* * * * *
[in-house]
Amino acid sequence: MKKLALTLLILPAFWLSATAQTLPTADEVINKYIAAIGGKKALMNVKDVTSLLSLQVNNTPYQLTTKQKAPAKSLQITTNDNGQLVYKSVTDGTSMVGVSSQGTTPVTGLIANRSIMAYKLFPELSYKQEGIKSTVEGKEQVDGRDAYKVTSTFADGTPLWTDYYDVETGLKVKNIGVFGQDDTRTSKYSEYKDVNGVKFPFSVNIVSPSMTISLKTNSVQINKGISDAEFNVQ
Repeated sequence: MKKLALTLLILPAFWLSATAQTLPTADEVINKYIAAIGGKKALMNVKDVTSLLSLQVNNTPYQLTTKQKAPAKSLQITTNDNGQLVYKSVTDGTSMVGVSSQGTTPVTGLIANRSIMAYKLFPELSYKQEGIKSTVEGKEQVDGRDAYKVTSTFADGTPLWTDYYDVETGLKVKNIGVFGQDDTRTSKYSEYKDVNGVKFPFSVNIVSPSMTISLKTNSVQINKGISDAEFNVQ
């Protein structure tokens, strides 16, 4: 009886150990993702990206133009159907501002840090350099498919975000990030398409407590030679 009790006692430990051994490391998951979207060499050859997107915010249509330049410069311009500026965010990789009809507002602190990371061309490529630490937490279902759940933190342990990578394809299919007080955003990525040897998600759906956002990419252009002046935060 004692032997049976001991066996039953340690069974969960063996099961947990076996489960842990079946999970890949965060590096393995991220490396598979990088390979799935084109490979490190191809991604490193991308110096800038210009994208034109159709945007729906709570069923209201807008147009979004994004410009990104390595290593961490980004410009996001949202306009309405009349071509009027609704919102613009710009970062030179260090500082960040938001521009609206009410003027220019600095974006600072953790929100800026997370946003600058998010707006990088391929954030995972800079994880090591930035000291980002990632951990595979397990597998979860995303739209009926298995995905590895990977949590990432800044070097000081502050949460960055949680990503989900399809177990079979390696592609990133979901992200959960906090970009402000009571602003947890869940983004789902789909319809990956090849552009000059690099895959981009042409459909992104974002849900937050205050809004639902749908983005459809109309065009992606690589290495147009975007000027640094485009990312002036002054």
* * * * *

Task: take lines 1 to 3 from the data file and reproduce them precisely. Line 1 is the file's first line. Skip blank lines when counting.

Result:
[in-house]
Amino acid sequence: MKKLALTLLILPAFWLSATAQTLPTADEVINKYIAAIGGKKALMNVKDVTSLLSLQVNNTPYQLTTKQKAPAKSLQITTNDNGQLVYKSVTDGTSMVGVSSQGTTPVTGLIANRSIMAYKLFPELSYKQEGIKSTVEGKEQVDGRDAYKVTSTFADGTPLWTDYYDVETGLKVKNIGVFGQDDTRTSKYSEYKDVNGVKFPFSVNIVSPSMTISLKTNSVQINKGISDAEFNVQ
Repeated sequence: MKKLALTLLILPAFWLSATAQTLPTADEVINKYIAAIGGKKALMNVKDVTSLLSLQVNNTPYQLTTKQKAPAKSLQITTNDNGQLVYKSVTDGTSMVGVSSQGTTPVTGLIANRSIMAYKLFPELSYKQEGIKSTVEGKEQVDGRDAYKVTSTFADGTPLWTDYYDVETGLKVKNIGVFGQDDTRTSKYSEYKDVNGVKFPFSVNIVSPSMTISLKTNSVQINKGISDAEFNVQ